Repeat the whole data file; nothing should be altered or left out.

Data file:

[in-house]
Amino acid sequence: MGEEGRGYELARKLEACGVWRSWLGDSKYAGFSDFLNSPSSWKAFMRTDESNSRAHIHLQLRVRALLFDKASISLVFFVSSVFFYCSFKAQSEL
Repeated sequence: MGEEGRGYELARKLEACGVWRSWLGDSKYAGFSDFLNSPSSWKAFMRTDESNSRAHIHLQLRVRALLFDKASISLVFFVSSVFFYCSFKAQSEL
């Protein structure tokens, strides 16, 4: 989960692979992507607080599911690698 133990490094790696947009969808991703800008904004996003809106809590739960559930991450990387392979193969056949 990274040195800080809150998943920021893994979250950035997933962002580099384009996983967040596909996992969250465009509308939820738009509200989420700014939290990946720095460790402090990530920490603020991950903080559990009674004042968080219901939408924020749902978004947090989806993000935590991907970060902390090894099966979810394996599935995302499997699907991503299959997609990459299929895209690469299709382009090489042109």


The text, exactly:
[in-house]
Amino acid sequence: MGEEGRGYELARKLEACGVWRSWLGDSKYAGFSDFLNSPSSWKAFMRTDESNSRAHIHLQLRVRALLFDKASISLVFFVSSVFFYCSFKAQSEL
Repeated sequence: MGEEGRGYELARKLEACGVWRSWLGDSKYAGFSDFLNSPSSWKAFMRTDESNSRAHIHLQLRVRALLFDKASISLVFFVSSVFFYCSFKAQSEL
């Protein structure tokens, strides 16, 4: 989960692979992507607080599911690698 133990490094790696947009969808991703800008904004996003809106809590739960559930991450990387392979193969056949 990274040195800080809150998943920021893994979250950035997933962002580099384009996983967040596909996992969250465009509308939820738009509200989420700014939290990946720095460790402090990530920490603020991950903080559990009674004042968080219901939408924020749902978004947090989806993000935590991907970060902390090894099966979810394996599935995302499997699907991503299959997609990459299929895209690469299709382009090489042109």